Even with these comps, we would still lack certainty about what the adoption rate and the average sales price would be. So we would do a sensitivity analysis to understand what the market size would look like if we varied some of our key assumptions around adoption rate and average sales price. Suppose the adoption rate was only half what we thought it would be next year — turns out it’s only 5% instead of 10%. Or suppose the average sales price was only $60 instead of $80. How would this impact our bottom-up market sizing? We would then be able to show different scenarios to senior management: a low-case, base-case, and a high-case. We could then walk the management team through a “what do you have to believe?” analysis — what do you have to believe about the adoption rate and average sales price for this to be a $200M market next year?


Once your investors are convinced that this is an attractive market (“worth winning”), you next want to show that it’s winnable — by anyone. To do that, you need to look at the competitive dynamics in the market today.

We would first consider how concentrated the industry is. There are two worst cases here: a highly concentrated industry (like an oligopoly), or a highly fragmented one. As a startup, you don’t want to enter a market where there are just a handful of companies (1–3) who control most of the market share — these companies have market and pricing power, well-recognized brands, and installed bases of customers who may be difficult to switch over to your product. On the other extreme, if the market is highly fragmented and there are hundreds of providers, the product category may be a commodity, which means it would be hard for any single company to gain significant share. Ideally, you want to enter a market which is relatively balanced, with a manageable number of competitors (not too many!). A relatively balanced market was likely to be “winnable” by someone.

The next thing we would consider is: what are the factors of competition, and who has access to proprietary resources or assets? In most markets, the factors of competition are often value/performance, cost, service, etc. In high-tech, we would analyze competitors to understand their assets: who had an installed base of customers (where there could be a network effect), proprietary data, technology patents, etc. If there were scarce resources or assets still available that created a competitive advantage for a new entrant, then we would also say that the market could be “winnable” by someone who held these scarce resources.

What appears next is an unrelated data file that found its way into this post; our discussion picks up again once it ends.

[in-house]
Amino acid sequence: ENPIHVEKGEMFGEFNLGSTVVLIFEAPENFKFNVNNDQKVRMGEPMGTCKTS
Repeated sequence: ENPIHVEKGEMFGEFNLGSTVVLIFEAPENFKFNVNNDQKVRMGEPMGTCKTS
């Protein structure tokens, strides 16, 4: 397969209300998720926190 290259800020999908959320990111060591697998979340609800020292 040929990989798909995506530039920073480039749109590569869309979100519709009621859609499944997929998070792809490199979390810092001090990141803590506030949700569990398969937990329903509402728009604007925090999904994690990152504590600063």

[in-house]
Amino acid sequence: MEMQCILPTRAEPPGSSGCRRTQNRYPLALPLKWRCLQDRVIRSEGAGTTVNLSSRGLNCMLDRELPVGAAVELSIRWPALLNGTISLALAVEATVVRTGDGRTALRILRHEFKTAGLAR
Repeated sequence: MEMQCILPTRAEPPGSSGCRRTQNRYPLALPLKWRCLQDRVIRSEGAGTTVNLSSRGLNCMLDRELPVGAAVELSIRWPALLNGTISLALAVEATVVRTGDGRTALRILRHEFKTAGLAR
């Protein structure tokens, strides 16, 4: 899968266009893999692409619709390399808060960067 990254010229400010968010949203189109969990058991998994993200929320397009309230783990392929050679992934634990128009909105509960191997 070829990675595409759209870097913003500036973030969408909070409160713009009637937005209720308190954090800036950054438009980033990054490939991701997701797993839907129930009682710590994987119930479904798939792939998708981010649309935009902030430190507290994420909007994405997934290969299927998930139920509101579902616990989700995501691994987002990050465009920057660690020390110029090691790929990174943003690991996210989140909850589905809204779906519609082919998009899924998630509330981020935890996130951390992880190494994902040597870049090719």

The final thing we would look at were the strategies and the business models of the competitors. Who was pursuing a low-cost, high volume strategy? Who was pursuing a premium, differentiated strategy? What market segments were currently being served by existing competitors, and which ones weren’t? What were the business models that each competitor was pursuing? For example, in high tech, was the business model a software license fee, a service subscription fee, a freemium approach? If there was an opportunity for someone to take a new strategic approach (go after an under-served market, offer a disruptive business model) — then we could say that the market was “winnable” by this new entrant.